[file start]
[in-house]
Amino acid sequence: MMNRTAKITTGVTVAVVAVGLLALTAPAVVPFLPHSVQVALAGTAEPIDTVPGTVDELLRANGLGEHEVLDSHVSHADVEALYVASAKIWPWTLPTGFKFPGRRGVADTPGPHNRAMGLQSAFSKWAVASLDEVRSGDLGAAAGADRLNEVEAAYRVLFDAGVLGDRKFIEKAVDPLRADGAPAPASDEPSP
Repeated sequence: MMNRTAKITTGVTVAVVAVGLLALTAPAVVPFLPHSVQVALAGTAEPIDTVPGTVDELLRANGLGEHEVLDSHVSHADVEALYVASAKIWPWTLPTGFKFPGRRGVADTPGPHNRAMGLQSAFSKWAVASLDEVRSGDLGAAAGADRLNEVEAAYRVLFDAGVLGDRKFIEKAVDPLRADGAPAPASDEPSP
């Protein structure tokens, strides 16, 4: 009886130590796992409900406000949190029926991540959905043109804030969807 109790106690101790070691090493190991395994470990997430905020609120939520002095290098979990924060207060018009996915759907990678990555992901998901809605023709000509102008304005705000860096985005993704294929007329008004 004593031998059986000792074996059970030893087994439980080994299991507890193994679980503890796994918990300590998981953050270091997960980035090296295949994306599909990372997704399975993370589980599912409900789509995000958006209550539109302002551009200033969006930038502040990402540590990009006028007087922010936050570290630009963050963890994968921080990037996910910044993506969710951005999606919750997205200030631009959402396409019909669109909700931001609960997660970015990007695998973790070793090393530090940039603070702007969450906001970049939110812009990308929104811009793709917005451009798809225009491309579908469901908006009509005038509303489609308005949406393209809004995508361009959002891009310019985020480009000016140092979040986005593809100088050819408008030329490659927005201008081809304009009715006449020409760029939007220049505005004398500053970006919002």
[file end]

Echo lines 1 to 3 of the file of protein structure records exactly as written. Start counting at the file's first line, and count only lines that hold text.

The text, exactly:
[in-house]
Amino acid sequence: MMNRTAKITTGVTVAVVAVGLLALTAPAVVPFLPHSVQVALAGTAEPIDTVPGTVDELLRANGLGEHEVLDSHVSHADVEALYVASAKIWPWTLPTGFKFPGRRGVADTPGPHNRAMGLQSAFSKWAVASLDEVRSGDLGAAAGADRLNEVEAAYRVLFDAGVLGDRKFIEKAVDPLRADGAPAPASDEPSP
Repeated sequence: MMNRTAKITTGVTVAVVAVGLLALTAPAVVPFLPHSVQVALAGTAEPIDTVPGTVDELLRANGLGEHEVLDSHVSHADVEALYVASAKIWPWTLPTGFKFPGRRGVADTPGPHNRAMGLQSAFSKWAVASLDEVRSGDLGAAAGADRLNEVEAAYRVLFDAGVLGDRKFIEKAVDPLRADGAPAPASDEPSP